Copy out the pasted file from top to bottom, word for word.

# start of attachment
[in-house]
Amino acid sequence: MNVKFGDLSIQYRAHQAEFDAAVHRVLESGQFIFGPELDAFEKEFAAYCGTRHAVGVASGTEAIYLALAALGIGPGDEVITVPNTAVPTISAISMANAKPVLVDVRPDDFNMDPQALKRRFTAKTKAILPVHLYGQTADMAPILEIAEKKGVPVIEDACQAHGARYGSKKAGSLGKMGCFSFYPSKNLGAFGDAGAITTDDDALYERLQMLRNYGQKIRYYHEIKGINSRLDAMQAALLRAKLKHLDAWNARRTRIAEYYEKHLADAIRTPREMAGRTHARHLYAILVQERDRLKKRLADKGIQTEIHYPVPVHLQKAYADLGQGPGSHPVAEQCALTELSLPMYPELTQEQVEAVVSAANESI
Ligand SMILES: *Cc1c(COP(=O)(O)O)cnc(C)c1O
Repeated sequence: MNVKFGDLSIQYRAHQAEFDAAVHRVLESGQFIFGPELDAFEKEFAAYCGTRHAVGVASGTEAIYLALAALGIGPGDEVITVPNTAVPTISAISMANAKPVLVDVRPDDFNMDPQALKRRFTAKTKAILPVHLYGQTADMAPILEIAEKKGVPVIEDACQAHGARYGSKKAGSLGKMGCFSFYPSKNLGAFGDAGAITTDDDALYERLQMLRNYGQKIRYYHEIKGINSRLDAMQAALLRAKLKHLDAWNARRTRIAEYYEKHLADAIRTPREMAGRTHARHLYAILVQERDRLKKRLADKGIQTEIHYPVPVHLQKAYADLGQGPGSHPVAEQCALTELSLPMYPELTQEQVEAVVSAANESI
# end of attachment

[in-house]
Amino acid sequence: MNVKFGDLSIQYRAHQAEFDAAVHRVLESGQFIFGPELDAFEKEFAAYCGTRHAVGVASGTEAIYLALAALGIGPGDEVITVPNTAVPTISAISMANAKPVLVDVRPDDFNMDPQALKRRFTAKTKAILPVHLYGQTADMAPILEIAEKKGVPVIEDACQAHGARYGSKKAGSLGKMGCFSFYPSKNLGAFGDAGAITTDDDALYERLQMLRNYGQKIRYYHEIKGINSRLDAMQAALLRAKLKHLDAWNARRTRIAEYYEKHLADAIRTPREMAGRTHARHLYAILVQERDRLKKRLADKGIQTEIHYPVPVHLQKAYADLGQGPGSHPVAEQCALTELSLPMYPELTQEQVEAVVSAANESI
Ligand SMILES: *Cc1c(COP(=O)(O)O)cnc(C)c1O
Repeated sequence: MNVKFGDLSIQYRAHQAEFDAAVHRVLESGQFIFGPELDAFEKEFAAYCGTRHAVGVASGTEAIYLALAALGIGPGDEVITVPNTAVPTISAISMANAKPVLVDVRPDDFNMDPQALKRRFTAKTKAILPVHLYGQTADMAPILEIAEKKGVPVIEDACQAHGARYGSKKAGSLGKMGCFSFYPSKNLGAFGDAGAITTDDDALYERLQMLRNYGQKIRYYHEIKGINSRLDAMQAALLRAKLKHLDAWNARRTRIAEYYEKHLADAIRTPREMAGRTHARHLYAILVQERDRLKKRLADKGIQTEIHYPVPVHLQKAYADLGQGPGSHPVAEQCALTELSLPMYPELTQEQVEAVVSAANESI